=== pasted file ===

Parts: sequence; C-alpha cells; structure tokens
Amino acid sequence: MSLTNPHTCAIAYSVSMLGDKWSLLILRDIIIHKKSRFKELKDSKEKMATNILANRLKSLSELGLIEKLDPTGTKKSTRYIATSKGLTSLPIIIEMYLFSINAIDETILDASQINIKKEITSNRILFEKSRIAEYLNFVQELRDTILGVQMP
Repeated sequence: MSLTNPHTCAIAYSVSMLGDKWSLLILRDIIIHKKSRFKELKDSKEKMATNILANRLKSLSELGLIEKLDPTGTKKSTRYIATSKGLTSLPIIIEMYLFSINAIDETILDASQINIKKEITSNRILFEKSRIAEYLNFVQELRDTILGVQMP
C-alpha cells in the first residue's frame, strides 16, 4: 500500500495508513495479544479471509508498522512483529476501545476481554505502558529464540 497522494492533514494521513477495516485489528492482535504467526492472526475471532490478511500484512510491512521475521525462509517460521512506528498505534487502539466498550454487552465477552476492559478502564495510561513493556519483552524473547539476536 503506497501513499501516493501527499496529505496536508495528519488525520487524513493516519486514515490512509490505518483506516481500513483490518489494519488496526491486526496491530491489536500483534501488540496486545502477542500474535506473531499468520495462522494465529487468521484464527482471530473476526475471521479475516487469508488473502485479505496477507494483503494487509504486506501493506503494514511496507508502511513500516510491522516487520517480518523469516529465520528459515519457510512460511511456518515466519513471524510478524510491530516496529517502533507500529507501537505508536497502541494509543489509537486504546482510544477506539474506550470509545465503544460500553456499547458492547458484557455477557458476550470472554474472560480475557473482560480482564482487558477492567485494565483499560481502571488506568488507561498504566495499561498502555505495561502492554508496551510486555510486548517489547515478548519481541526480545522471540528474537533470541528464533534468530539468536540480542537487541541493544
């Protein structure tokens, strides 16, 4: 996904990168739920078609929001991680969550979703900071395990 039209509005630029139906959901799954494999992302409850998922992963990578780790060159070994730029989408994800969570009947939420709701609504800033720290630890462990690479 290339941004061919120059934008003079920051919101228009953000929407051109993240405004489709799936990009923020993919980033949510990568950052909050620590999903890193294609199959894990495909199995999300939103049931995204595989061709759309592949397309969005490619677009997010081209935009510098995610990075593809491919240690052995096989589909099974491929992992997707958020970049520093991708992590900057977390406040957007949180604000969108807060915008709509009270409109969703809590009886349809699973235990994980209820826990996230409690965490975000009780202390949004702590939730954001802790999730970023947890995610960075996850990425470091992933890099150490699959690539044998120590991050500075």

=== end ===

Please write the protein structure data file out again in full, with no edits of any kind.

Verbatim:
Parts: sequence; C-alpha cells; structure tokens
Amino acid sequence: MSLTNPHTCAIAYSVSMLGDKWSLLILRDIIIHKKSRFKELKDSKEKMATNILANRLKSLSELGLIEKLDPTGTKKSTRYIATSKGLTSLPIIIEMYLFSINAIDETILDASQINIKKEITSNRILFEKSRIAEYLNFVQELRDTILGVQMP
Repeated sequence: MSLTNPHTCAIAYSVSMLGDKWSLLILRDIIIHKKSRFKELKDSKEKMATNILANRLKSLSELGLIEKLDPTGTKKSTRYIATSKGLTSLPIIIEMYLFSINAIDETILDASQINIKKEITSNRILFEKSRIAEYLNFVQELRDTILGVQMP
C-alpha cells in the first residue's frame, strides 16, 4: 500500500495508513495479544479471509508498522512483529476501545476481554505502558529464540 497522494492533514494521513477495516485489528492482535504467526492472526475471532490478511500484512510491512521475521525462509517460521512506528498505534487502539466498550454487552465477552476492559478502564495510561513493556519483552524473547539476536 503506497501513499501516493501527499496529505496536508495528519488525520487524513493516519486514515490512509490505518483506516481500513483490518489494519488496526491486526496491530491489536500483534501488540496486545502477542500474535506473531499468520495462522494465529487468521484464527482471530473476526475471521479475516487469508488473502485479505496477507494483503494487509504486506501493506503494514511496507508502511513500516510491522516487520517480518523469516529465520528459515519457510512460511511456518515466519513471524510478524510491530516496529517502533507500529507501537505508536497502541494509543489509537486504546482510544477506539474506550470509545465503544460500553456499547458492547458484557455477557458476550470472554474472560480475557473482560480482564482487558477492567485494565483499560481502571488506568488507561498504566495499561498502555505495561502492554508496551510486555510486548517489547515478548519481541526480545522471540528474537533470541528464533534468530539468536540480542537487541541493544
């Protein structure tokens, strides 16, 4: 996904990168739920078609929001991680969550979703900071395990 039209509005630029139906959901799954494999992302409850998922992963990578780790060159070994730029989408994800969570009947939420709701609504800033720290630890462990690479 290339941004061919120059934008003079920051919101228009953000929407051109993240405004489709799936990009923020993919980033949510990568950052909050620590999903890193294609199959894990495909199995999300939103049931995204595989061709759309592949397309969005490619677009997010081209935009510098995610990075593809491919240690052995096989589909099974491929992992997707958020970049520093991708992590900057977390406040957007949180604000969108807060915008709509009270409109969703809590009886349809699973235990994980209820826990996230409690965490975000009780202390949004702590939730954001802790999730970023947890995610960075996850990425470091992933890099150490699959690539044998120590991050500075």